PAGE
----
The Langevin function $\mathcal{L}(x) = \mathrm{coth}(x) - \frac{1}{x}$ is named after the French physicist Paul Langevin (1872-1946). The Wikipedia article on the Brillouin and Langevin functions does not cite a publication by Langevin and other sources I consulted merely indicate that it originates in Langevin's work on paramagnetism.

In which publication by Langevin did this function make its first appearance?


1 Answer 1


Best I could determine after searching for a couple of hours, this function was first introduced in the following publication, a scan of which is made available by the Bibliothèque nationale de France:

P. Langevin, "Magnétisme et théorie des électrons," Annales de chimie et de physique, 8:5 (1905), 70-127.

On page 117 one finds:

Le moment magnétique total des $\mathrm{N}$ molécules est évidemment dirigé parallèlement au champ et est égal à la somme des projections sur cette direction des moments composants. Pour l'unité de volume supposée contenir $\mathrm{N}$ molécules, ce moment résultant représente l'intensité d'aimantation $\mathrm{I}$ :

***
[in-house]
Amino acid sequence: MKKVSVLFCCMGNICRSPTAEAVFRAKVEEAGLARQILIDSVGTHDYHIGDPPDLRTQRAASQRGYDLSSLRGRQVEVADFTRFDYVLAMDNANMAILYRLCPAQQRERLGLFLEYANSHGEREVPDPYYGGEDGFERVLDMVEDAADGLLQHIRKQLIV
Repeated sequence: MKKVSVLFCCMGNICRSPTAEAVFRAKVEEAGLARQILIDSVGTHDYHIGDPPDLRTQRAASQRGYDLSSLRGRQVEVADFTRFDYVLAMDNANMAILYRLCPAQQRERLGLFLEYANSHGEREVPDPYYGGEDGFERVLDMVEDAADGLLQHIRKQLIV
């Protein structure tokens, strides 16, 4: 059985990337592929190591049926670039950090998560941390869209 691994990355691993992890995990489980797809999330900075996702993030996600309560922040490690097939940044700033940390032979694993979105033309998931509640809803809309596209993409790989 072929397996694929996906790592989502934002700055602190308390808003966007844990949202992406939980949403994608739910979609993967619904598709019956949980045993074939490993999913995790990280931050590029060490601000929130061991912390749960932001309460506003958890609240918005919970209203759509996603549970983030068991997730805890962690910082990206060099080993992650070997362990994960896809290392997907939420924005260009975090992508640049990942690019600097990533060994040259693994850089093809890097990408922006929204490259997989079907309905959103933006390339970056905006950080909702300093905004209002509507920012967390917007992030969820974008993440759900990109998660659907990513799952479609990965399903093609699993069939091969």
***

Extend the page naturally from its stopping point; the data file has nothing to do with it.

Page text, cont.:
$$\mathrm{I}=\int{\mathrm{M}\cos \alpha}{\ dn} = \int_{-1}^{+1}{2\pi\mathrm{MK\ }x\ e^{ax}\ {dx}}.$$ Or $$\int_{-1}^{+1}{x\ }{e^{ax}}{\ dx} = 2 \left(\frac{\mathrm{Ch\ } {a}}{a}-\frac{\mathrm{Sh\ }a}{a^{2}}\right),$$ d'où $$\mathrm{I}=\mathrm{MN}\left(\frac{\mathrm{Ch\ }a}{\mathrm{Sh\ }{a}}-\frac{1}{a}\right).$$

Here $\mathrm{Ch}$ represents the hyperbolic cosine and $\mathrm{Sh}$ the hyperbolic sine, thus $\mathrm{I}=\mathrm {MN}\left(\mathrm{coth}(a) - \frac{1}{a}\right) = \mathrm{MN}\mathcal{L}(a).$


Your Answer

By clicking “Post Your Answer”, you agree to our terms of service and acknowledge you have read our privacy policy.

Not the answer you're looking for? Browse other questions tagged or ask your own question.